Text and Photo by Henrylito D. Tacio
“A mother is the truest friend we have, when trials heavy and sudden fall upon us; when adversity takes the place of prosperity; when friends desert us; when trouble thickens around us, still will she cling to us, and endeavor by her kind precepts and counsels to dissipate the clouds of darkness, and cause peace to return to our hearts.”
So wrote Washington Irving, called the “first American man of letters,” whose best-known short stories were The Legend of Sleepy Hollow and Rip Van Winkle.
A mother is a different kind of woman. “In a child’s eyes, a mother is a goddess,” wrote N.K. Jemisin in The Hundred Thousand Kingdoms. “She can be glorious or terrible, benevolent or filled with wrath, but she commands love either way. I am convinced that this is the greatest power in the universe.”
It’s not surprising that the first word for so many babies to utter is “Mama.”
“Perhaps it’s no surprise that, in many languages, children’s first words relate to caregivers,” wordgenius.com explained. “‘Mama’ and ‘dada’ (and similar variations) are the two most common utterances from babies. However, when a child first starts using these words, they may not mean them literally. A child may say ‘mama’ when they want food or comfort.”
There was this story about a teacher who had given her primary grade class a science lesson on magnets. In the follow-up test, one question read: “My name starts with M and has six letters, and I pick up things. What am I?”
The teacher was a bit surprised to find half the class answered the question with the word: mother.
No matter what happens, a mother is always a mother. “A mother’s love for her child is like nothing else in the world,” wrote Agatha Christie, an English writer known for her 66 detective novels and 14 short story collections. “It knows no law, no pity, it dates all things and crushes down remorselessly all that stands in its path.”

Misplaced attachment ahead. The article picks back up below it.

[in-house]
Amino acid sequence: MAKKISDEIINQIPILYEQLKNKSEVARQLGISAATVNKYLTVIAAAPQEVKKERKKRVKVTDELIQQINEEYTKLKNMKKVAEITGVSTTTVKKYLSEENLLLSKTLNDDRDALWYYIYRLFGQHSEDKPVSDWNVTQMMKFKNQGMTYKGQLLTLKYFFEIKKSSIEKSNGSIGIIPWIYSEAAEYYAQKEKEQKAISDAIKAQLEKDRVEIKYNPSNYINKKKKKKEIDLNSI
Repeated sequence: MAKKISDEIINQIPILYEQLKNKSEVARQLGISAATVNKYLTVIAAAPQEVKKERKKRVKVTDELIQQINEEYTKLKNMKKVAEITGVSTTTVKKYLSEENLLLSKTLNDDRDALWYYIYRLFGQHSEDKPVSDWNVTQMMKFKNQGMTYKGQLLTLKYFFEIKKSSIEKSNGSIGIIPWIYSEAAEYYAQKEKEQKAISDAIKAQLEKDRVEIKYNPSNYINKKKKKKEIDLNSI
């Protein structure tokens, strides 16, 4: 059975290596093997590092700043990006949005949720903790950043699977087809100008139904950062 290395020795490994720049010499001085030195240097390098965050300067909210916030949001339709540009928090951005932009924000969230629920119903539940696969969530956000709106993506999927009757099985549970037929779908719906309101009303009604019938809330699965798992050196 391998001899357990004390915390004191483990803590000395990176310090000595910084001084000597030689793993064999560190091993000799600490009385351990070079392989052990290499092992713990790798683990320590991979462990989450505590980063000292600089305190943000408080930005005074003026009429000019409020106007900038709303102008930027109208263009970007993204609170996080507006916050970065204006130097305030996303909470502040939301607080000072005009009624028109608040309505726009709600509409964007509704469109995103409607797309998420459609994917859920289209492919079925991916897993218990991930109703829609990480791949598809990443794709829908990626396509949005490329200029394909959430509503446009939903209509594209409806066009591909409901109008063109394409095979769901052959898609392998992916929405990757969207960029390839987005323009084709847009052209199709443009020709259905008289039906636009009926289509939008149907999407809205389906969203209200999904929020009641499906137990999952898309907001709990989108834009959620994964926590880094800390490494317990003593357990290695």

Meryl Streep is one of the most awarded actresses from Hollywood. But to her, the children are worth more than her Academy Awards. She is married to Don Gummer, with whom she has four children: Mamie, Grace, Louisa, and Henry.
“Motherhood has a very humanizing effect,” Streep said. “Everything gets reduced to essentials.”
Gilda Radner, another Hollywood actress, considered motherhood as “the biggest gamble in the world.” She added, “It is the glorious force. It’s huge and scary – it’s an act of infinite optimism.”
Robert Browning, an English poet and playwright whose dramatic monologues put him high among the Victorian poets described motherhood in this manner: “All love begins and ends there.”
Now, let me share a story of a motherly love, which was written by Herbert Berger:
For her, Wednesday evening was always special. She’d put on her good dress, put her hymn book into her handbag, and be off to the women’s meeting at the parish hall. Sometimes, she’d first have to clean the house and cook supper and do some laundry because she was away nine hours a day working at the spinning mill.
She had such rough hands but could caress me so wonderfully. And whenever she got back from one of those meetings, the next morning, I would have a nice piece of pie or cake on my plate. She’d always say that it was leftover – and so she took it.
Well, one Wednesday evening, my mother was again at the women’s meeting, so I ran off to the parish grounds. My father had nothing against it; he just kept on playing cards with his friends.
At the parish, I hid behind the bushes and peeped into the room where the women met. I saw my mother back in the corner. I could hear them sing, and I could pick out my mother’s voice. She looked so nice.
After the pastor’s little talk, the women gathered around and had some coffee and cakes. I know that there would always be some of that cake left over for me, and my mouth watered. And then I watched how my mother would go to the cake platter, take a piece and then carefully wrap it in some paper and put it into her handbag. The other women did not seem to notice.
Suddenly, I felt guilty for having seen all this. I had eaten so many pieces of cakes, and they were not leftovers; my mother had not eaten hers on purpose: just so I could have it.
I ran home but somehow did not look forward to tomorrow morning’s breakfast. I wouldn’t ever dare take another piece of that cake. What would I say tomorrow morning when she put that piece of cake on my plate?
But – I could not disappoint her; she only wanted to make me happy. So, I ate the cake; but it never tasted the same again. That was the way my mother was.
Mitch Albom once said: “I don’t know what it is about food your mother makes for you, especially when it’s something that anyone can make – pancakes, meat loaf, tuna salad – but it carries a certain taste of memory.”
There is no such thing as a mother of all seasons because a mother is always present in all seasons.
“May each of us remember this truth: one cannot forget mother and remember God. One cannot remember mother and forget God,” pointed out Thomas S. Monson, the man behind Pathways to Perfection. “Why? Because these two sacred persons, God and mother, partners in creation, in love, in sacrifice, in service, are as one.”